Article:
Steroid receptor coactivators present a unique opportunity for drug development in hormone-dependent cancers

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Abstract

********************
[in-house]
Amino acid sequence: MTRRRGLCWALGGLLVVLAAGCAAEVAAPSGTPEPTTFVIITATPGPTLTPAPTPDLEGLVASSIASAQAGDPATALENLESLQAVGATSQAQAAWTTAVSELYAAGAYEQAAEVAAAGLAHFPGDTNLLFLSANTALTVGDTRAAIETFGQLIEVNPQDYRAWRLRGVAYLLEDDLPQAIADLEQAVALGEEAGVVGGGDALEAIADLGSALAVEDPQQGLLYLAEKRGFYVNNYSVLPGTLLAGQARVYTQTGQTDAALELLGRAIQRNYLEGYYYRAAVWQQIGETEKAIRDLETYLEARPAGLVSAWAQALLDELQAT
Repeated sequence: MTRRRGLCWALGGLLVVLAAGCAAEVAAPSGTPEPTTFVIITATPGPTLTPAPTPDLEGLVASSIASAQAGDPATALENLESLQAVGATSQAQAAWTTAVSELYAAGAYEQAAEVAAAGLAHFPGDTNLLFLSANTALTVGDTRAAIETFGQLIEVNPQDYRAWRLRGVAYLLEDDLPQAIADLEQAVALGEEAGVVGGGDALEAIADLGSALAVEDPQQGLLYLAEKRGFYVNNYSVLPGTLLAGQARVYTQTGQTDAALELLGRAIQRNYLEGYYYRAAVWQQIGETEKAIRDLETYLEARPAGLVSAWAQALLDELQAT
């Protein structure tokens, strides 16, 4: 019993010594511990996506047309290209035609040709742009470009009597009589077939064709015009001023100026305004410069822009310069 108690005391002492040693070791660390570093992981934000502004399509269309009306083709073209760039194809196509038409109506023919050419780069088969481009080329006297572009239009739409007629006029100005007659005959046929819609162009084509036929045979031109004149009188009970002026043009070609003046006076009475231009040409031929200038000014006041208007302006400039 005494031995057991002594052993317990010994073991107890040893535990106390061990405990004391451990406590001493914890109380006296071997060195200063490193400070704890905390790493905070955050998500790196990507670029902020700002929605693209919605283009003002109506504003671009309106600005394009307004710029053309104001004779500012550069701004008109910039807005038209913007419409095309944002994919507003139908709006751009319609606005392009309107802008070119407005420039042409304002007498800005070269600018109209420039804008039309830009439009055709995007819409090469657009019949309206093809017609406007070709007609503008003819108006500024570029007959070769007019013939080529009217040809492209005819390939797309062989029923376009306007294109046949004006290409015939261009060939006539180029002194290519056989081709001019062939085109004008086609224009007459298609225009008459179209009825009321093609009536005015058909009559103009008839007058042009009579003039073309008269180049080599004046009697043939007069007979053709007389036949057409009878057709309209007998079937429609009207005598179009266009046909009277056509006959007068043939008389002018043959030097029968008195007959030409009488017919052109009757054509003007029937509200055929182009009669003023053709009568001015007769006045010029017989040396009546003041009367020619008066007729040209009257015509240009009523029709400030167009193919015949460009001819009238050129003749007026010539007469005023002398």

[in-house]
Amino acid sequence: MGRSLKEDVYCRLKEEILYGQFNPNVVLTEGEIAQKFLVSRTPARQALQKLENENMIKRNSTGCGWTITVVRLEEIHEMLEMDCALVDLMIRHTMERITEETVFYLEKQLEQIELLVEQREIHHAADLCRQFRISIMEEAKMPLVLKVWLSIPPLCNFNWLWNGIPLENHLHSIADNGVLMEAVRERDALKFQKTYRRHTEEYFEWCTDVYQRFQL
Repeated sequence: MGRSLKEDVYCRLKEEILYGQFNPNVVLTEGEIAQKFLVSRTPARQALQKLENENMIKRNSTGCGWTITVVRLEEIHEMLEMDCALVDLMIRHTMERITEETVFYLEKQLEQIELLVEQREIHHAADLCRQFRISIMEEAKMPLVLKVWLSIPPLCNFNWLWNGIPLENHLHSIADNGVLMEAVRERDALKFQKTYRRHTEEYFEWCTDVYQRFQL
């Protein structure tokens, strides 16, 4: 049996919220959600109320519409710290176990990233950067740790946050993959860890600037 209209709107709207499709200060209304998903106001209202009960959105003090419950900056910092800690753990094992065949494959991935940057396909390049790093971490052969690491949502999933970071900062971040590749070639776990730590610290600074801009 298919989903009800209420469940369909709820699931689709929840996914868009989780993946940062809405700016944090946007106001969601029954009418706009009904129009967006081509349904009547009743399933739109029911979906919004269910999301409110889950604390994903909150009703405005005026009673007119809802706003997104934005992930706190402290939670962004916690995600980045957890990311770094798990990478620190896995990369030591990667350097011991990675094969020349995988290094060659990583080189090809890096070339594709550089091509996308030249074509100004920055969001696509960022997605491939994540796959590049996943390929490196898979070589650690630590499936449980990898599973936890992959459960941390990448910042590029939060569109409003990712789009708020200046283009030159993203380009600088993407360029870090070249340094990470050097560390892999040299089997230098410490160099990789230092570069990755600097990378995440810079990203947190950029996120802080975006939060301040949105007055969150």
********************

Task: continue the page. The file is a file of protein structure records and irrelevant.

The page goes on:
Steroid receptor coactivators (SRCs) are essential regulators of nuclear hormone receptor function. SRCs coactivate transcription mediated by hormone stimulation of nuclear receptors and other transcription factors and have essential functions in human physiology and health. The SRCs are over expressed in a number of cancers such as breast, prostate, endometrial and pancreatic cancers where they promote tumor growth, invasion, metastasis and chemo-resistance. With their multiple roles in cancer, the SRCs are promising targets for the development of small molecule agents that can interfere with their function. For instance, perturbing SRC function with small molecule inhibitors and stimulators has been shown to be effective in reducing tumor growth in vivo. These early studies demonstrate that targeting the SRCs might prove effective for cancer treatment and more effort should be made to realize the untapped potential of developing drugs designed to target these coactivators.

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